If you are a long-time reader of this increasingly intermittent blog, you know I have some recurrent frustrations and fascinations that I return to again and again. Sometimes in fact the blog is intermittent because I am afraid I am becoming a bore on those themes.
One of these recurrent issues for me is the financial sustainability of higher education. On one hand, I aspire to some skepticism about the neoliberal attempt to produce scarcity where it does not need to exist, out of belief that the mindset of scarcity produces proper decisions about value, that homo economicus behaves wisely whereas people who feel they live amid plenty and security waste resources and underproduce value. It’s not just that the moral underpinnings of that view are barren and repellant, it’s also that it is plainly empirically untrue whether we’re talking universities or companies. Realism about limits and constraints is a good thing, but artificially producing constraints in order to compel a winner-take-all struggle and squeeze productivity out of people has already destroyed much of what the 20th Century usefully accomplished towards the forging of saner, kinder, and more richly meaningful societies.
But the opposite of phony scarcity is not “we’re rich, so we can do whatever we want”. Which is a view that I hear sometimes from local and national colleagues and students, that in order to reject scarcity we must never be deterred by or involved in determinations of financial and material limits to our resources. That for one is one of the major ways that tenure-track faculty in many institutions became at least passively complicit in the casualization of academic labor. Acting as if one’s own teaching load or service obligations or labor is a matter of strictly personal or departmental negotiation with an administrative head, and the larger implications of the outcome of those negotiations are somebody else’s business is how in some cases we ended up with curricula that dictated that matriculants had to take courses that couldn’t possibly be staffed out of the available tenure-track labor force. Faculty at some institutions participated slowly and incrementally in the building of a curriculum that could never be possibly staffed by even the wealthiest institution and then blamed administrators for the shift to impoverished, marginalized and excluded laborers.
Though of course they are to blame in many universities, and for doing a great deal that has made all sorts of financial situations worse. Faculty and students may sometimes push for and be appallingly naive about institutional growth, but one of the basic reasons to have academic administrations in the first place is to keep a university or college close to its essential mission, and to resist relentlessly additive expansion of that mission.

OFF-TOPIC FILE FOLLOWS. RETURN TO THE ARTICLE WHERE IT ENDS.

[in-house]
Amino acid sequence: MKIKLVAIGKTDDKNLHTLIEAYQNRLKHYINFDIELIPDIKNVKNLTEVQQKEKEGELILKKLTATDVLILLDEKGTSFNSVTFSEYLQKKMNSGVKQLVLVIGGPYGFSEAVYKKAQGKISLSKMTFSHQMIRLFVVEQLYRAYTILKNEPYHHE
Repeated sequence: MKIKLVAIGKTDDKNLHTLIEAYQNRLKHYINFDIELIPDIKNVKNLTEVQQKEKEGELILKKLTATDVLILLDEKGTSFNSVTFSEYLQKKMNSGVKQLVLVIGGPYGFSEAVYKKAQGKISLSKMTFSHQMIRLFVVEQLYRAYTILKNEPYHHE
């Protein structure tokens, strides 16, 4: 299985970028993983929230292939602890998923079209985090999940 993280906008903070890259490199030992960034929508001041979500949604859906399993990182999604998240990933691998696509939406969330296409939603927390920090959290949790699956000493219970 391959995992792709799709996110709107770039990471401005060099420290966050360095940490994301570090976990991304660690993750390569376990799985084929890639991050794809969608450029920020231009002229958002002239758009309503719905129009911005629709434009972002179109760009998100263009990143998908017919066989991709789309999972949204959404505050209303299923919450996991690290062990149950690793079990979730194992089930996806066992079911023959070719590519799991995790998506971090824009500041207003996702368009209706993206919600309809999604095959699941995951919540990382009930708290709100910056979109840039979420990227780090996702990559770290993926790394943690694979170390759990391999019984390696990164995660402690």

The late Marshall Berman’s book All That Is Solid Melts Into Air has a marvelous analysis of Faust as the “primal Growthman”, as the quintessential example of a modern archetype, the person dedicated to a vision of modernity as not only ceaselessly mutable but dedicated to the replacement of all that we have with more than we have, with the making of all things into bigger things, with accumulation and expansion. It’s not a surprise to me that the most heedless and energetic Fausts of our own times are now restlessly looking to “disrupt” anything that seems to expand too slowly. Some of that’s about money, about financial Alexanders who weep because there are no worlds left to conquer, no investments left to make. Some of it very nearly a religious or sacred belief: that whatever seems to stand still is an offense. No wonder too that people like Elon Musk are shilling for Mars colonies and asteroid mines. Faust is hungry for the same reason Cookie Monster is: tired of waiting for a batch from the oven, he’s eaten the spoon, the pan, the mixer, the table. The cookies are as good as eaten already: they were eaten before they were even mixed.
Do not feed the Faust. That’s really what reaching sustainability is going to be about. At every moment, in every conversation, in every plan and meeting and process, any progressive academic who pays even the remotest attention to sustainability in higher education (or elsewhere) is going to invariably ask: what can we repurpose or reuse? If we want novelty, or change, or difference, if we believe in originality and innovation, what can we do differently? So in that sense, one thing we should always be alarmed about is any sign that adminstrators (or colleagues) have found a new source of revenue. Even if that’s about making up cuts in public support, which is how University of California administrators defend bringing in more out-of-state students with relaxed admission standards, new revenue (or even replaced revenue from a new source) is always imagined as temporary but effectively becomes permanent from the moment it is integrated into an operational budget. Whatever was done to secure new revenue will have to be done forever after. Growth quickly requires itself unless it’s limited, finite and finished all in a single momentary flash, unless it is only for a single specific purpose.